Friends of Nepal Ambulance Service (FoNAS) have recently focused their charitable efforts on supporting the Nepal Ambulance Service (NAS) in providing an Emergency Medical Service (EMS) in Pokhara, Western Nepal.
In 2016, Emily Giles and Lucy Urbas, both medical students at the University of Liverpool, visited Pokhara for their ‘medical elective’ – a period of undergraduate medical training designated to experiencing healthcare in a setting away from the United Kingdom. They collected data regarding the health, geographical and social infrastructure of the city, and sought to ascertain the requirement and feasibility of a pre-hospital care service. They collected data from patients admitted to the critical care area of the Emergency Department (ED) at Manipal Teaching Hospital, the largest hospital in Pokhara.
For 6 weeks from late March 2017, James Lambert, a final year Medical student from Barts and The London School of Medicine, London, went to Pokhara on a medical elective. James had the intention of continuing to collect data on ED attendances at Manipal, however a 4-month doctors’ strike at the hospital had led to drastically reduced ED attendances. Although some patients did still attend, it was decided that data from Manipal would be unrepresentative of normal conditions, and therefore was not the focus of data collection.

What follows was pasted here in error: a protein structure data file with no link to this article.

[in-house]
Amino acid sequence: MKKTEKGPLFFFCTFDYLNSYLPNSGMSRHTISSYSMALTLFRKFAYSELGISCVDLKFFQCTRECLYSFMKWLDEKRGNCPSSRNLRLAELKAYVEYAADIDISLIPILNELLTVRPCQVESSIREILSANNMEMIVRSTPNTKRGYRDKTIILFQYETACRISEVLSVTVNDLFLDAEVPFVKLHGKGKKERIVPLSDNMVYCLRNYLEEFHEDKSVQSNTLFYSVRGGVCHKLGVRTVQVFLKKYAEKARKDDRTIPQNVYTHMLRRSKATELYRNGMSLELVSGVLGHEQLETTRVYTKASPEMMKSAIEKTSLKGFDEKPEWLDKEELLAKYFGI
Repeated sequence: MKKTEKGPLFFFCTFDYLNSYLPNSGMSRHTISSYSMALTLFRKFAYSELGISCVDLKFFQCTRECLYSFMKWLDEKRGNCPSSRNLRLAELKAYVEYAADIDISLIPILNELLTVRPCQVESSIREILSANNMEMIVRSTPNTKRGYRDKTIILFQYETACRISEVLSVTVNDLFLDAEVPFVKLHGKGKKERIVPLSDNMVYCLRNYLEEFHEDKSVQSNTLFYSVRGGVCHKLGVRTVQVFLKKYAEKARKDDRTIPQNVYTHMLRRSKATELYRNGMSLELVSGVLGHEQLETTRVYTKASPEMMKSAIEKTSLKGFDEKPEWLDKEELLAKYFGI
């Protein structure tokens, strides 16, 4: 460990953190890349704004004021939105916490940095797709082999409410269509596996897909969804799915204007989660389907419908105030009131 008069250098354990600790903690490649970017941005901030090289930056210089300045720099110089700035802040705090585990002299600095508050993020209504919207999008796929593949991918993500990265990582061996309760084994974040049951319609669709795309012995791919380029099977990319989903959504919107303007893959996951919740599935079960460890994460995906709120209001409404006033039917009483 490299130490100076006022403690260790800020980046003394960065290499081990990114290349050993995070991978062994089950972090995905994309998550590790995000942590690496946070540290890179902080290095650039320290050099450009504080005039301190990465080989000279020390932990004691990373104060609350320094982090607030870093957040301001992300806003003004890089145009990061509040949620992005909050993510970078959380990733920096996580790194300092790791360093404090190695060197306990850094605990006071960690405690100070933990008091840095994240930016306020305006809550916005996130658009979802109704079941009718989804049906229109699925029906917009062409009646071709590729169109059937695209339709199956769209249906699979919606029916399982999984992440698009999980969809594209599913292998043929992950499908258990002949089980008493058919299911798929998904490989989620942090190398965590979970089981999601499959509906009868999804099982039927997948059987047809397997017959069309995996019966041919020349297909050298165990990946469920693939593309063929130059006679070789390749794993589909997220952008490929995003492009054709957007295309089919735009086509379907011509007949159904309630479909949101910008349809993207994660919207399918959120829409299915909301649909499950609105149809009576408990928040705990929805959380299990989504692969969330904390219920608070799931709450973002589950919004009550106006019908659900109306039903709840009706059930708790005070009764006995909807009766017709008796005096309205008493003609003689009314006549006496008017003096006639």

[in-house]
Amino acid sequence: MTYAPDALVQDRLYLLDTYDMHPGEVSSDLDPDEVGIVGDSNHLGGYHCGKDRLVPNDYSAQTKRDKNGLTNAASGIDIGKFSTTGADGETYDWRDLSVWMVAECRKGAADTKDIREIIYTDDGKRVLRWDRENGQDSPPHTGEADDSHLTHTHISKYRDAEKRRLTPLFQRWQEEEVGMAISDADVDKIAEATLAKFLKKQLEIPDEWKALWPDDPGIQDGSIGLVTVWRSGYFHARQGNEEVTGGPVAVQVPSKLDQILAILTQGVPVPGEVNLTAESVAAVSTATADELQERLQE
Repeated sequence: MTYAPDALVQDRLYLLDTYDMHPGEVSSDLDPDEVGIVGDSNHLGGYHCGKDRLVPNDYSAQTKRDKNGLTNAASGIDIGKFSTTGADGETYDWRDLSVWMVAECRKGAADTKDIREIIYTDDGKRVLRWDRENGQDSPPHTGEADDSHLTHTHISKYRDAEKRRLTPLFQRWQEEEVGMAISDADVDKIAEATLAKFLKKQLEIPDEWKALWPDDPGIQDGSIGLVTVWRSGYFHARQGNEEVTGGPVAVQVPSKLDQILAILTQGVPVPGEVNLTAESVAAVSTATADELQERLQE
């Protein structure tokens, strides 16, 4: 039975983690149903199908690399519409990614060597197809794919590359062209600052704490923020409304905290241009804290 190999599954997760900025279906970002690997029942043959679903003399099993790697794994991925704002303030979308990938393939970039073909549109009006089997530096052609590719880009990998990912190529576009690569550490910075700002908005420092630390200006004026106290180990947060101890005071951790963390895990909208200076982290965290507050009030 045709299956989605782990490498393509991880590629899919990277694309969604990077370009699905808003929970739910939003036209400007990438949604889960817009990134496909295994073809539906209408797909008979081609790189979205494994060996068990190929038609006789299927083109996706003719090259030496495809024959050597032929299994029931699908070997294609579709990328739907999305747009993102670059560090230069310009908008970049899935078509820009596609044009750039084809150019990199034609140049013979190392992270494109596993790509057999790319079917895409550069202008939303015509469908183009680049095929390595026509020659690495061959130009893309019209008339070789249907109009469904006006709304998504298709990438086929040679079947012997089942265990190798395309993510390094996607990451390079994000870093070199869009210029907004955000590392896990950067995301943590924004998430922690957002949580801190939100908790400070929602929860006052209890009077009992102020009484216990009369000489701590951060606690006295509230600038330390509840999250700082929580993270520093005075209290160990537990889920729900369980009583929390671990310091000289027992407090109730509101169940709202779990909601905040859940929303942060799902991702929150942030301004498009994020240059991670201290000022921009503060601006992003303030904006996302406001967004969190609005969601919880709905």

For one week James attended the ED of Gandaki Medical College (GMC), a large hospital in Central Pokhara. During this period data was collected from patients that presented to the department and benefitted from gaining the perspectives of clinicians from a different institution.
There were 3 main objectives:
I.To assess the current state of emergency and pre-hospital healthcare provision in the Pokhara Valley
II.To identify key factors requiring consideration in the implementation and optimisation of future EMS in the Pokhara Valley
III.To investigate the current clinical need for EMS in the Pokhara Valley
The current state of emergency and pre-hospital healthcare provision in the Pokhara Valley
Pokhara is Nepal’s second largest city which in 2011 had a population of 255,465. (1)Recent reports that take into account suburban and rural communities, suggest a population of over 400,000.(2)As Pokhara has the most developed healthcare provision for over 100km in any direction, its sphere of influence likely extends much further, suggesting an even larger catchment population. Many of these communities are inaccessible by road, which poses major logistical issues for an EMS provider.
Within Greater Pokhara, there are twenty hospitals, most of which have an ED. The level of care available varies considerably between hospitals. For example the seniority of medical personal – with some departments providing ED consultant led care, whilst in others; interns and medical officers (middle grade doctors) are the most senior clinicians present for most of the day.
*** to be continued if agreed***